I’m irritated [not that anyone actually cares]. Here’s why.
Federal Arbitration Act
I’ve been reading some bankruptcy cases on requirements of the Federal Arbitration Act. These cases talk about submitting a bankruptcy dispute to arbitration based on an arbitration provision in the disputing parties’ pre-petition contract. Never mind that the dispute is “related to” the bankruptcy or is a “core” proceeding – to arbitration it must go!
First off, I’ll admit to a bias: I think a bankruptcy court should, generally, hear and decide all disputes relating to the bankruptcy it is handling. And these arbitration requirements are messing with our system.
Incidentally, Federal Rule of Bankruptcy Procedure 9019(c) addresses arbitration and provides:
“(c) Arbitration. On stipulation of the parties to any controversy affecting the estate the court may authorize the matter to be submitted to final and binding arbitration.”
Such a provision seems reasonable, practical and proper. But the bankruptcy/arbitration cases I’ve seen don’t even reference this Rule.
Stern v. Marshall
What’s particularly irritating is the history, over the last four decades, of U.S. Supreme Court opinions putting Constitutional limitations on the authority and jurisdiction of bankruptcy courts to hear and decide bankruptcy-related disputes. These limitations are based on such tedious and imprecise standards as “public rights” and “the stuff of the traditional actions at common law tried by the courts at Westminster in 1789” [that’s the year the U.S. Constitution became effective].
Stern v. Marshall is the latest of Supreme Court cases declaring parts of the Bankruptcy Code unconstitutional due to a delegation of Article III authority to Article I bankruptcy judges. But Stern v. Marshall does allow for bankruptcy court action on Article III matters, as long as judicial review is provided by an Article III court using a de novo standard of review: “Don’t you dare be using a deferential standard of review!,” is a paraphrased Supreme Court message in Stern v. Marshall.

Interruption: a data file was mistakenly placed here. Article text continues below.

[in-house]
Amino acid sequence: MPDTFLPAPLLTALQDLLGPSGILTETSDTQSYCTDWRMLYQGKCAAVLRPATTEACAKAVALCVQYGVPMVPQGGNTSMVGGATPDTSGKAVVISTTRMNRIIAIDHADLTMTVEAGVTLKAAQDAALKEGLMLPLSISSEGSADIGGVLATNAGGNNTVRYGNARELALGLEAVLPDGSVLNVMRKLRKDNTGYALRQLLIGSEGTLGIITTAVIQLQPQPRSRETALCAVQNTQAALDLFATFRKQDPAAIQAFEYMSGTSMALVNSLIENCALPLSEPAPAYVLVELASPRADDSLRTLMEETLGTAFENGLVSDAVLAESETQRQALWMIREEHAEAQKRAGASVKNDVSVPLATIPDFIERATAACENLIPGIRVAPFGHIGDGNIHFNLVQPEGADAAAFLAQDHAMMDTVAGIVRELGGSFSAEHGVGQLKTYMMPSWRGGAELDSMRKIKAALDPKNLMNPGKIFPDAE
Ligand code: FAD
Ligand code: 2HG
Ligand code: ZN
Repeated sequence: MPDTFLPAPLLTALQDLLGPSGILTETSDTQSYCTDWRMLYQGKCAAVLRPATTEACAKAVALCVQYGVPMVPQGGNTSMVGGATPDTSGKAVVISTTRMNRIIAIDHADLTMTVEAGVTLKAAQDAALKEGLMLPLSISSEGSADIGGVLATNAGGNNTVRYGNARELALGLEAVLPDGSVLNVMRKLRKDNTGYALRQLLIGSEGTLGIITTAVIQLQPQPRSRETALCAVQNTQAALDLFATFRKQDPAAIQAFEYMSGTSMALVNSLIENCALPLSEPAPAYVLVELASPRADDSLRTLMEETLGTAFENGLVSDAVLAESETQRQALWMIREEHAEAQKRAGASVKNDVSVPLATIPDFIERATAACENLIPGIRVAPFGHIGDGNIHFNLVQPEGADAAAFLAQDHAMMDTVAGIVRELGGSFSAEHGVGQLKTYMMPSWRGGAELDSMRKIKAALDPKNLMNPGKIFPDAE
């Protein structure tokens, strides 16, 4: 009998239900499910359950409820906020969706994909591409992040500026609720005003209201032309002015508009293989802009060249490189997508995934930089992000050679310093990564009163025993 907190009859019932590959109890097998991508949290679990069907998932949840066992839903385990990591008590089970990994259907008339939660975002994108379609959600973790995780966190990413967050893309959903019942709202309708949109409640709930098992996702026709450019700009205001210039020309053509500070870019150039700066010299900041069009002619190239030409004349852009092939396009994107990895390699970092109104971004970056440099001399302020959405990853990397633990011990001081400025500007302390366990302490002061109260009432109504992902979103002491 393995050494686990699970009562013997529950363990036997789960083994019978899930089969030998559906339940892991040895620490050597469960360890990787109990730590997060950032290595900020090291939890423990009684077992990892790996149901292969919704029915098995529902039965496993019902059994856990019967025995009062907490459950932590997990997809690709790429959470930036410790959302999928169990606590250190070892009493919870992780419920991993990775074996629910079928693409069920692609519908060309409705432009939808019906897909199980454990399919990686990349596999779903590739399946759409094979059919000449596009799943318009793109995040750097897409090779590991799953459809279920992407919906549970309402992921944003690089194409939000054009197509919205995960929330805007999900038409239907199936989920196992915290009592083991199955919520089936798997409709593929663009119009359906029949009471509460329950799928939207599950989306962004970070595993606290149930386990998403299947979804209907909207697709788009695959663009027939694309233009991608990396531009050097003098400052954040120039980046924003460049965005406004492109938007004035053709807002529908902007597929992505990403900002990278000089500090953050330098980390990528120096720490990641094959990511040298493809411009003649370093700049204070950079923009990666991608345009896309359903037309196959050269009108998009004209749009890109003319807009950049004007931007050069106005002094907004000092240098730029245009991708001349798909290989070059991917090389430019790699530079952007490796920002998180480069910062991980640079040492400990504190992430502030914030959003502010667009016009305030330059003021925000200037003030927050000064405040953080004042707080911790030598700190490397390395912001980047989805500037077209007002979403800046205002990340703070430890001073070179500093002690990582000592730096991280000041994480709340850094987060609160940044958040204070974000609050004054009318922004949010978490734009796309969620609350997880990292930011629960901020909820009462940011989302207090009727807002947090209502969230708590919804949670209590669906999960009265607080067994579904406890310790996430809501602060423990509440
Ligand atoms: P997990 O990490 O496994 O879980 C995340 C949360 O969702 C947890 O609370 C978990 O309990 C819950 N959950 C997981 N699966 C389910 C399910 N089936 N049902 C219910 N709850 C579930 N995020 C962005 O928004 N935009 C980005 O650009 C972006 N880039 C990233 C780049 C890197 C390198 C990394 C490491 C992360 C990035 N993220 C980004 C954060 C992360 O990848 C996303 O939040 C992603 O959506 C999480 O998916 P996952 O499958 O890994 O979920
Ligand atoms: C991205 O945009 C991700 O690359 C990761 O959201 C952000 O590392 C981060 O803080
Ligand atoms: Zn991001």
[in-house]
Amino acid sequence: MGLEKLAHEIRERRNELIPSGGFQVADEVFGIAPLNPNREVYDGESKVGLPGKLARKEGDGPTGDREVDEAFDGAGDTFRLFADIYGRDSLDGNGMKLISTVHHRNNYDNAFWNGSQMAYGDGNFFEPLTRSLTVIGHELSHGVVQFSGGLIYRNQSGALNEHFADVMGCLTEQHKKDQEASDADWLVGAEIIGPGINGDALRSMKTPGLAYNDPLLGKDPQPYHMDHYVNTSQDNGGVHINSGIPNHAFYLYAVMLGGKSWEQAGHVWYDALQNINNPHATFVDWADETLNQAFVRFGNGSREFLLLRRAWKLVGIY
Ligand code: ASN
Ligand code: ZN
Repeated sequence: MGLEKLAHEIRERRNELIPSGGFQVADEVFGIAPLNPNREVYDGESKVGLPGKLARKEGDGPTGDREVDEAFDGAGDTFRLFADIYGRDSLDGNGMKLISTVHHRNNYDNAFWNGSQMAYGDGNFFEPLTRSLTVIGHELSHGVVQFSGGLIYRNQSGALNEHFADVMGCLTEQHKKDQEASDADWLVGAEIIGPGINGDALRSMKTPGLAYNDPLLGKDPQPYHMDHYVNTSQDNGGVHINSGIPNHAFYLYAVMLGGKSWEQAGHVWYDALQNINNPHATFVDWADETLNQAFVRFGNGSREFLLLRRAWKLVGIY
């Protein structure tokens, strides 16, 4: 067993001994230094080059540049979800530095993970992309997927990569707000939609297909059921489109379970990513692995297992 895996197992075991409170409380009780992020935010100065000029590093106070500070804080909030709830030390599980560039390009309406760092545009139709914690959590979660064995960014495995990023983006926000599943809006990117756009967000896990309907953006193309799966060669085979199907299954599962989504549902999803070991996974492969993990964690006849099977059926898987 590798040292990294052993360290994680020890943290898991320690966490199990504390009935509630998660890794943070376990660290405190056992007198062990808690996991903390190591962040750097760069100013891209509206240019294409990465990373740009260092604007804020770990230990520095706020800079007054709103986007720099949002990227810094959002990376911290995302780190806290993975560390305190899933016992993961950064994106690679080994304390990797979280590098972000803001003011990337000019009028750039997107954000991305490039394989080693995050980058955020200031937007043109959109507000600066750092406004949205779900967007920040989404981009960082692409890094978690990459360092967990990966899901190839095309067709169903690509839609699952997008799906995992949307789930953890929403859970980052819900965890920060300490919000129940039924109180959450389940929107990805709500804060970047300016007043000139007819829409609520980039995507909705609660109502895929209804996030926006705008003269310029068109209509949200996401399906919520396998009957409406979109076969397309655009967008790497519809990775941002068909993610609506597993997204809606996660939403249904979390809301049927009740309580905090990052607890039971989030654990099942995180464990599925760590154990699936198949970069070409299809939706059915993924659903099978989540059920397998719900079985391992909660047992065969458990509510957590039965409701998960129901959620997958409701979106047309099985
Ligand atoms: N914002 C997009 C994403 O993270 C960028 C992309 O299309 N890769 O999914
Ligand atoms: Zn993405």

What’s Fair About This?
After decades of all that Article I / Article III / public rights rigmarole, we’re now told that bankruptcy courts need to defer, even on many core matters, to arbitration agreements between the parties. It’s not that bankruptcy judges have discretion to do so: arbitration is required. All of this is because, apparently, Congress failed to make a bankruptcy exception in the Federal Arbitration Act.
So . . . let’s get this straight. Despite Stern v. Marshall, and the “public rights” and “courts at Westminster” machinations that preceded it, Congress is allowed to delegate Article III judicial authority on bankruptcy disputes:
–To private judges, who have no responsibility or connection whatsoever to any Article III court;
–Based on the pre-bankruptcy agreement of the disputing parties–often using boilerplate language; and
–With Article III judges providing:
• after-the-fact approval and enforcement of the private judge’s decision; and
• a standard of review that is less than de novo and less than deferential—it’s a rubber-stamp standard of review.
Oh . . . and by the way, how about this question: If a party seeks rubber-stamp approval from a bankruptcy court on a non-core matter, can the bankruptcy court provide such approval? Or must the bankruptcy court make proposed findings of fact and conclusions of law to the district court on rubber-stamping the arbitration agreement?
Something’s wrong with this picture!
This situation is like two siblings, where one gets in trouble for a few grades slightly less than As and Bs, while the other gets away with hanging out ‘til 3:00 a.m. with a bunch of ne’er-do-wells.
I’m finished. Sorry for the rant.
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I welcome this rant. I wrote an article for Norton some years back about 3 then-recent decisions ruling on whether arbitration clauses should be enforced in bankruptcy matters. the cases went both ways, and my analysis concluded that the consistency in the opinions was that whatever way the higher court could limit the discretion and power of the bankruptcy judge, that controlled the disposition. ON the other hand, one could also view the opinions as representing a trend toward promoting and enforcing arbitration (and other forms of alternative dispute resolution) where parties to a contract have evidenced their intent to have greater control over legal risks and manage them more effectively through the use of arbitration and mediation clauses.
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Thanks, Jack, for your thoughts on this. As always: most helpful and informative!
Here’s a concern: in bankruptcy, arbitration costs often accentuate power gulfs between parties. And boiler-plate language in power-disparity contracts often represent the actual intent (or even awareness) of only one party.